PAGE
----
Alarms and alerts surround us every day. From the moment our clocks wake us up in the morning, we rely on alarms for many things. But what happens when those alarms and alerts malfunction? What does it do to us and how does that affect our day to day life? Recall the Dallas Emergency Alert Malfunction.
As it turns out, getting tired of these alarms can prove dangerous to cybersecurity.
A few years ago, Nick was traveling through Newark airport in New Jersey. All of a sudden, the airport alarm system started going off. He stopped and looked around as everyone just paused for a moment, stared at one another, then went along their way. In just a few moments, the alarm became an annoyance – not a sign of any real danger.
Several years back, however, he was at the LAX airport during a TSA-involved shooting, so the alarm panicked him. Nick ran up to the closest TSA agent and asked what was going on; it’s not often you hear a global alert system go off. The agent’s response to his question was, “I don’t know,” and they didn’t seem concerned to find out. Different rant for a different day.
The point is, we’ve all experienced false alarms in our lives just like this one. Fire alarms go off by accident in our workplace or college dorm. Ocean safety authorities release false tsunami alarm after false tsunami alarm. When we first hear these alerts, we’re likely filled with panic. But the more these alerts falsely sound, the more our panic diminishes.
Much like the villagers in the “Boy Who Cried Wolf” story, we’ve become immune to what would otherwise be a sign of real danger. This is known as alarm fatigue. Each time we hear false alarms, we’re being desensitized to the stimulus, whether consciously or not. Our attention gets shorter and our reaction time (e.g., leaving the building) gets longer.
In our increasingly-connected world, digital alarms surround employees every day. Depending on the employee’s role, they may even rely on alarm systems to perform their jobs. Take, for example, a security operation center (SOC) and the importance of alarms in that environment. False positives aren’t just an annoyance – they can harm an organization when responses to security events are delayed or non-existent.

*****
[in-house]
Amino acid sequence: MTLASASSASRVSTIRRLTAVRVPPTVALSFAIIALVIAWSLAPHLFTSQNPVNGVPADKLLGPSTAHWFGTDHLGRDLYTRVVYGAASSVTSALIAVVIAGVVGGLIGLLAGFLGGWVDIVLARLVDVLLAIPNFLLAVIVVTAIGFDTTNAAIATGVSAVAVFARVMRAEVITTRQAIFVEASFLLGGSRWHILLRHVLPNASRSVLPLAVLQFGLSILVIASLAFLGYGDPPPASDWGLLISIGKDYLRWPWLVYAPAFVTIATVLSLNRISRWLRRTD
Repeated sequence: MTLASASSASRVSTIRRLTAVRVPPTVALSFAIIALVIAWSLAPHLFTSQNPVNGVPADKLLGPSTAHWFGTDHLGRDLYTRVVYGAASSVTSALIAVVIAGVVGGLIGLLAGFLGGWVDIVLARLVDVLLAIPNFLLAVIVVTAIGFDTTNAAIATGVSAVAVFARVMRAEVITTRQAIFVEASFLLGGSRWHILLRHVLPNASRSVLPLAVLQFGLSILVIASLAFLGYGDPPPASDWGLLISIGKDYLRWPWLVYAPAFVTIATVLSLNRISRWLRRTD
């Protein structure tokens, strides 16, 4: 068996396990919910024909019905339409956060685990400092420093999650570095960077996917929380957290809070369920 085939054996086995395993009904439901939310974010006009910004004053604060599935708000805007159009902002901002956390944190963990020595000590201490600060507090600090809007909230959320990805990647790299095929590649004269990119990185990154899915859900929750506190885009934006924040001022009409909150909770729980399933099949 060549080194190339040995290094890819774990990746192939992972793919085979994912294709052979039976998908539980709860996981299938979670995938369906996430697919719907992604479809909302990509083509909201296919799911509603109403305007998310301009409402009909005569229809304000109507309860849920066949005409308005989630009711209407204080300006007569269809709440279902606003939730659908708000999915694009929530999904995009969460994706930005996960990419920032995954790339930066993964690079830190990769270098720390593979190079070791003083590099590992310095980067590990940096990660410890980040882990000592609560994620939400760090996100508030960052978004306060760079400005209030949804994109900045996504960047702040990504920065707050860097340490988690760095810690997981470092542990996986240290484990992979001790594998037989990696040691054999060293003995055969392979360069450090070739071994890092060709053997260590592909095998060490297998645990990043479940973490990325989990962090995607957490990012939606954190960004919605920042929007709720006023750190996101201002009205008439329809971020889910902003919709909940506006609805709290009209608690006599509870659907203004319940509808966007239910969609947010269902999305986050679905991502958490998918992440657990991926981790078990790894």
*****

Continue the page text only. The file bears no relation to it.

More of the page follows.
On the other hand, this still applies outside of SOCs and other settings in which security employees work. We have employees that are not security experts, (In fact, most of them probably aren’t.) so we use alerts and alarms to keep them informed about security risks. Right after a major, newsworthy cyber event, for instance, many IT departments might send an email saying, “Watch out for phishing emails! Stay alert, and help protect our clients’ data.”
Phishing awareness training is obviously important, and framing security in ways that employees can understand (e.g., protecting customer interests) is critical, as well. However, companies and governments are constantly experiencing data breaches and other cyberattacks, which means these warning emails are sent quite frequently. Considering what we now know about alarm fatigue, do we really believe this works to prevent phishing?
The same idea applies when security incidents occur at an organization. While we certainly should educate our employees and empower them to be more cyber-secure, we also shouldn’t overload them.
“Malware launched against company networks – don’t open an email from humanresources @companyname.com!”
“An employee’s credentials were recently stolen. Enable two-factor authentication on all of your accounts!”
And so on.
These alerts are trying to help, but if employees tune out as soon as they hear “cyber” or “encryption” or “cybersecurity,” are they really going to pay attention when they receive an overload of these emails? More specifically, how quickly is alarm fatigue going to set in if employees receive constant reminders and alerts?
While the answer is by no means simple, this is just another reason to make cybersecurity “for the human.” We have to study how cognitive biases impair human decision-making and then design security training with that in mind. We have to fight the “scariness” of cybersecurity so employees will actually read and understand security alerts. And we have to build an internal alert system within our employees – one that becomes instinctual behavior – rather than just relying on beeps, dings, and pop-ups from software programs.
If we are to better prepare security professionals and non-professionals alike to face the complex landscape of threats, we need to recognize, study, and design around alert fatigue.
About the Authors:
Nick Santora is the CEO of Curricula, a cyber security education company located in Atlanta, GA. Curricula is an innovative story based cyber security awareness training and phishing simulation platform. You can follow Curricula on Twitter @Curricula or check out their website at www.GetCurricula.com.
Justin Sherman is a student at Duke University double-majoring in Computer Science and Political Science, focusing on all things cyber. He conducts technical security research through Duke’s Computer Science Department; he conducts technology policy research through Duke’s Sanford School of Public Policy; and he’s a cybersecurity contributor for thePublicSectorDigest. Justin is certified in cybersecurity policy, corporate cybersecurity management, social engineering, infrastructure protection, insider threat prevention, and homeland security planning from such organizations as FEMA, the National Institutes of Health, the U.S. Department of Homeland Security, and the U.S. Department of Defense.
Editor’s Note: The opinions expressed in this guest author article are solely those of the contributor, and do not necessarily reflect those of Tripwire, Inc.